Invasive Species Compendium

Detailed coverage of invasive species threatening livelihoods and the environment worldwide

Abstract

Growth and survival of Australian tree species in field trials in Thailand.

Abstract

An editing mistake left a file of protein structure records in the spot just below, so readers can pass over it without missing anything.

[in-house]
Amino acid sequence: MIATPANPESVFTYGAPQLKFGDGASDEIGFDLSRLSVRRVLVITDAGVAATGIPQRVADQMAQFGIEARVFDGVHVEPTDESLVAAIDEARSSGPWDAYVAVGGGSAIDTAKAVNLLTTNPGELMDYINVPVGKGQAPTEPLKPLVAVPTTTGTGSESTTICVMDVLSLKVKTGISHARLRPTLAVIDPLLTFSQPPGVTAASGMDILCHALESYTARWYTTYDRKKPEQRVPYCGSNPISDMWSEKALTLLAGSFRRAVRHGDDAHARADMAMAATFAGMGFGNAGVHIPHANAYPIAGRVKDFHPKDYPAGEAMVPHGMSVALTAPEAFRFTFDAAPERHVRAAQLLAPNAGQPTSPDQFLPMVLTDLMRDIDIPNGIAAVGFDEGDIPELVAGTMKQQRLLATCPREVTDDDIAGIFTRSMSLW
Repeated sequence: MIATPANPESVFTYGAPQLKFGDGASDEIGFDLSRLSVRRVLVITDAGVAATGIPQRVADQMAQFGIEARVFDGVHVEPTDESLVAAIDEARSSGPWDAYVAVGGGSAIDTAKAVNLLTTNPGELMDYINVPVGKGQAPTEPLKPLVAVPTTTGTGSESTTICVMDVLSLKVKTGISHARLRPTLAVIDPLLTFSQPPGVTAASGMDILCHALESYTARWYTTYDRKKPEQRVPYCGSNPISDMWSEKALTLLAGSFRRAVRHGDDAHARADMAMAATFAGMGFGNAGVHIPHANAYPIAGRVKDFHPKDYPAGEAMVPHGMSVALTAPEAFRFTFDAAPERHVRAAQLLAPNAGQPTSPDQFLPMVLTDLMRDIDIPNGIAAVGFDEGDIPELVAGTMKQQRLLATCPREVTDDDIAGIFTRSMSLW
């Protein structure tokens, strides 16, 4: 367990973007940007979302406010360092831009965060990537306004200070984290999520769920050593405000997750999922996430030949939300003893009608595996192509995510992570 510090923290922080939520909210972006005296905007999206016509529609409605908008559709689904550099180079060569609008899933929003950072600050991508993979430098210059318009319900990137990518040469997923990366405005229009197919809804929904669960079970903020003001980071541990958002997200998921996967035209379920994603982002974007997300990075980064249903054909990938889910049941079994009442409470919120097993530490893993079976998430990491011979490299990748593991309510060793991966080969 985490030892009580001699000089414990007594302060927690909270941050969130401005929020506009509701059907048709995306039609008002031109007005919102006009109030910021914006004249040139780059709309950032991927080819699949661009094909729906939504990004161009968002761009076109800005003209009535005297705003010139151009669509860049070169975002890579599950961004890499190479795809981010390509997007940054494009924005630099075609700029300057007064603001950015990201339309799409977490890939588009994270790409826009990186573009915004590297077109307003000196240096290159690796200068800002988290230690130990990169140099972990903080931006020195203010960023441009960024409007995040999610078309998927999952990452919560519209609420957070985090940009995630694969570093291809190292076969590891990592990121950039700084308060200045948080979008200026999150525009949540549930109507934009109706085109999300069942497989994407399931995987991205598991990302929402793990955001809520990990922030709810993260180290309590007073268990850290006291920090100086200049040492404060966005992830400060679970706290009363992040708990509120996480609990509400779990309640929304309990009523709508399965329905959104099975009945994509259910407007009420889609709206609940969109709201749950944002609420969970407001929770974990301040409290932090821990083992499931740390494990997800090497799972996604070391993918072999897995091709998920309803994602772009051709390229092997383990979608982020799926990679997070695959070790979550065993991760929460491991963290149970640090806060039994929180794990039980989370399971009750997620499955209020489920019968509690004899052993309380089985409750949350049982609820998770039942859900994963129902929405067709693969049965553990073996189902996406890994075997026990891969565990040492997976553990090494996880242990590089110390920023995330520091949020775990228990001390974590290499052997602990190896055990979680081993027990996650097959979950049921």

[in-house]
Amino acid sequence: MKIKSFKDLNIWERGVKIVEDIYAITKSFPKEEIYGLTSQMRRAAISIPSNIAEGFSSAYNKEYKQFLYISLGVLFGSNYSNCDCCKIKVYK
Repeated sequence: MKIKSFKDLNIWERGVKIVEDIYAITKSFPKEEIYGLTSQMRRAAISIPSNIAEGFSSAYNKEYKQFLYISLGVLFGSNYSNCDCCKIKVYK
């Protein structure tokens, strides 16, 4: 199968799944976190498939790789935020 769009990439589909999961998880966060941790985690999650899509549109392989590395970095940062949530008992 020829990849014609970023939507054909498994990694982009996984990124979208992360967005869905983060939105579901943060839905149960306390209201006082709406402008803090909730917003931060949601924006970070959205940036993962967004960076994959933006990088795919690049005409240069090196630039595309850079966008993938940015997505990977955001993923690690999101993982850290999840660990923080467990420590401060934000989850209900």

Field trials of many Australian species (mostly of the genera Acacia, Eucalyptus and Melaleuca) were planted at different sites across Thailand during the period 1985 to 1987. Early results obtained for the trials planted in 1985 and 1986 have shown marked differences between species in growth and survival. Several acacias (e.g. Acacia crassicarpa, A. auriculiformis, A. torulosa and A. julifera) and eucalypts (e.g. Eucalyptus camaldulensis, E. tereticornis, E. citriodora and E. urophylla) were among the fastest growing, while most Melaleuca and Casuarina species were slow growing. Some species (e.g. Acacia oraria, Albizia procera and most Melaleuca species) grew slowly but survived well. A little-known species (Grevillea pteridifolia) grew well with a dense crown, and maintained a healthy appearance throughout the year. Provenance variation was noted for some species. Northern provenances of Acacia crassicarpa and A. aulacocarpa grew faster than southern provenances. Some species were also found to differ in tree form between different sites (e.g. trees of Acacia polystachya and A. holosericea, normally multistemmed with heavy branching at dry sites, were single-stemmed and had light branching patterns at two wet sites).